Wage Theft Laws put Victorian business environment at risk
The Victorian Chamber does not support any failure to comply with employment laws. Every employee should receive their correct entitlements and all businesses should be able to compete fairly.
Underpayment is complex and driven by diverse factors. Australia has one of the most complex workplace relations systems of any country in the world.
Meaningfully tackling underpayment issues requires:
- More policing – we have called for more funding for the Fair Work Ombudsman to undertake compliance and investigations.
- Promotion and cultural change – we need increased awareness of minimum wage and entitlement rules, where to access information, and (for employers) information on the risks of getting this wrong.
- Tackling complexity – Australia needs to address the massive complexity of our employment regulation which can contribute to non-compliance.
Business and workers need a national approach. Unnecessary and confusing state by state approaches will damage the business environment and discourage employment.
The Federal Government has committed to introducing legislation in coming weeks that will criminalise the most serious forms of deliberate worker exploitation and wage underpayments and introduce significant jail terms and fines.
There is a real risk that this proposed law could face constitutional challenges based on an inconsistency between a state law and a Commonwealth law.
The Victorian Government should wait until proposed federal laws are settled before asking the Parliament to consider any law that could subsequently be rendered invalid.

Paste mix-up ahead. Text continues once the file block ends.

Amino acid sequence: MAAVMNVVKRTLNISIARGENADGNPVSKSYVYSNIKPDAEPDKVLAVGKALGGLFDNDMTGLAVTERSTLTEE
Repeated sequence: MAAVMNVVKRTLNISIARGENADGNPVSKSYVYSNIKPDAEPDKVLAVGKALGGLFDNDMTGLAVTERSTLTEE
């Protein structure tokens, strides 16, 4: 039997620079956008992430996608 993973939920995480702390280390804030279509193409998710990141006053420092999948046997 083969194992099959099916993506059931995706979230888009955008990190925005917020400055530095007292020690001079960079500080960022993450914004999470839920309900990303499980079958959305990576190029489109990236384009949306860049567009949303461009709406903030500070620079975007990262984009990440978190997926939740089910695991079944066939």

The cumulative impact of this and other anti-business policies risks reducing the competitiveness of Victorian business.
Quotes to be attributed to Victorian Chamber Chief Executive Paul Guerra:
“The Victorian Chamber does not support any failure to comply with employment laws. Every employee should receive their correct entitlements and all businesses should be able to compete fairly.
“A ‘Victoria only’ approach to industrial relations will increase the cost of doing business and drive jobs out of Victoria.
“Business contributes a significant proportion of Victoria’s tax revenue, builds Victorian infrastructure and deliver the services Victorians rely on. Anti-business sentiment is not in the interests of business, workers or the community.
“It is vital that any new underpayment laws are fair and proportionate, only target the most serious, repeated and deliberate conduct and do not unfairly punish inadvertent errors.”
Enter your email below and receive our Chamber newsletter